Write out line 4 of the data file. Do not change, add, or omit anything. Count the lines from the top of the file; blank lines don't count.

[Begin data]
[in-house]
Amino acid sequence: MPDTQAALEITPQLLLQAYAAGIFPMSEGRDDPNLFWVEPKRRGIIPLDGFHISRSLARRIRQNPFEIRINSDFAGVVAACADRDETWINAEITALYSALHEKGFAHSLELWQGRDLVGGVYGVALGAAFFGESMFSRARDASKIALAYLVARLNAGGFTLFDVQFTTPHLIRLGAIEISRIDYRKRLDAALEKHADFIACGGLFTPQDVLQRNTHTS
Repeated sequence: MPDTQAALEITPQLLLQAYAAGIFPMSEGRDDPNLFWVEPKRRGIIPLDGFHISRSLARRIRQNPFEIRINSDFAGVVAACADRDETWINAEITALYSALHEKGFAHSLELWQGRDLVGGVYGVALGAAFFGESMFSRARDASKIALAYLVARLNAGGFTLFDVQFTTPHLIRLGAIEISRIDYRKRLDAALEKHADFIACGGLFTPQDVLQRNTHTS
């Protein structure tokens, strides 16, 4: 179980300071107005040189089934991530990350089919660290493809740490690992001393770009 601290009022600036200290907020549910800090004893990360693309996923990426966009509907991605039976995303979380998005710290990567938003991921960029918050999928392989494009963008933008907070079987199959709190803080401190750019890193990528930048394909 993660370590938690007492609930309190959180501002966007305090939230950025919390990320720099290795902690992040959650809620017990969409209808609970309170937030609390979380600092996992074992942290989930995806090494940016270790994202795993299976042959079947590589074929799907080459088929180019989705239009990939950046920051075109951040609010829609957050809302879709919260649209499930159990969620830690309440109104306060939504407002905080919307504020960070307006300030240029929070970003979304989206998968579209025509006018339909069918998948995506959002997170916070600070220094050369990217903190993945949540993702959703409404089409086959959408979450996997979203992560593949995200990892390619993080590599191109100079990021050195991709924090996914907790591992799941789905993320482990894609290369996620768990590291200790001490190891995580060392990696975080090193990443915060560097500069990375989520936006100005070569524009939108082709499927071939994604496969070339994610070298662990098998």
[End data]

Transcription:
């Protein structure tokens, strides 16, 4: 179980300071107005040189089934991530990350089919660290493809740490690992001393770009 601290009022600036200290907020549910800090004893990360693309996923990426966009509907991605039976995303979380998005710290990567938003991921960029918050999928392989494009963008933008907070079987199959709190803080401190750019890193990528930048394909 993660370590938690007492609930309190959180501002966007305090939230950025919390990320720099290795902690992040959650809620017990969409209808609970309170937030609390979380600092996992074992942290989930995806090494940016270790994202795993299976042959079947590589074929799907080459088929180019989705239009990939950046920051075109951040609010829609957050809302879709919260649209499930159990969620830690309440109104306060939504407002905080919307504020960070307006300030240029929070970003979304989206998968579209025509006018339909069918998948995506959002997170916070600070220094050369990217903190993945949540993702959703409404089409086959959408979450996997979203992560593949995200990892390619993080590599191109100079990021050195991709924090996914907790591992799941789905993320482990894609290369996620768990590291200790001490190891995580060392990696975080090193990443915060560097500069990375989520936006100005070569524009939108082709499927071939994604496969070339994610070298662990098998």